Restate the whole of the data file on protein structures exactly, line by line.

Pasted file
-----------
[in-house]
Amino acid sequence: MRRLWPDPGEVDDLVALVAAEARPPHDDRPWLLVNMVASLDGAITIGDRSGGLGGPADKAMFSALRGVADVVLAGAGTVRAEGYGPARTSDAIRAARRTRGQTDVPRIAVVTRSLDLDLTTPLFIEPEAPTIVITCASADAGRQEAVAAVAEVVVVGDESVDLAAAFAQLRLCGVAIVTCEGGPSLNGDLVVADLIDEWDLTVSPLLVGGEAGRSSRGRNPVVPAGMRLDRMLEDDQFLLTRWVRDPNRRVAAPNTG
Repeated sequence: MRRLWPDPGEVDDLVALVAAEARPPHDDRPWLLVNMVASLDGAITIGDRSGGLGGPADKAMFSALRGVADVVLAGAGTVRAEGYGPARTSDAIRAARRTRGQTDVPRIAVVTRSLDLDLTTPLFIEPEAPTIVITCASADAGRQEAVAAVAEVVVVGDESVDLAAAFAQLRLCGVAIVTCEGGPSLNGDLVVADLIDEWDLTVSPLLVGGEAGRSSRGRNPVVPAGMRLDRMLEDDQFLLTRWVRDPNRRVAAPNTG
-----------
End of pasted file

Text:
[in-house]
Amino acid sequence: MRRLWPDPGEVDDLVALVAAEARPPHDDRPWLLVNMVASLDGAITIGDRSGGLGGPADKAMFSALRGVADVVLAGAGTVRAEGYGPARTSDAIRAARRTRGQTDVPRIAVVTRSLDLDLTTPLFIEPEAPTIVITCASADAGRQEAVAAVAEVVVVGDESVDLAAAFAQLRLCGVAIVTCEGGPSLNGDLVVADLIDEWDLTVSPLLVGGEAGRSSRGRNPVVPAGMRLDRMLEDDQFLLTRWVRDPNRRVAAPNTG
Repeated sequence: MRRLWPDPGEVDDLVALVAAEARPPHDDRPWLLVNMVASLDGAITIGDRSGGLGGPADKAMFSALRGVADVVLAGAGTVRAEGYGPARTSDAIRAARRTRGQTDVPRIAVVTRSLDLDLTTPLFIEPEAPTIVITCASADAGRQEAVAAVAEVVVVGDESVDLAAAFAQLRLCGVAIVTCEGGPSLNGDLVVADLIDEWDLTVSPLLVGGEAGRSSRGRNPVVPAGMRLDRMLEDDQFLLTRWVRDPNRRVAAPNTG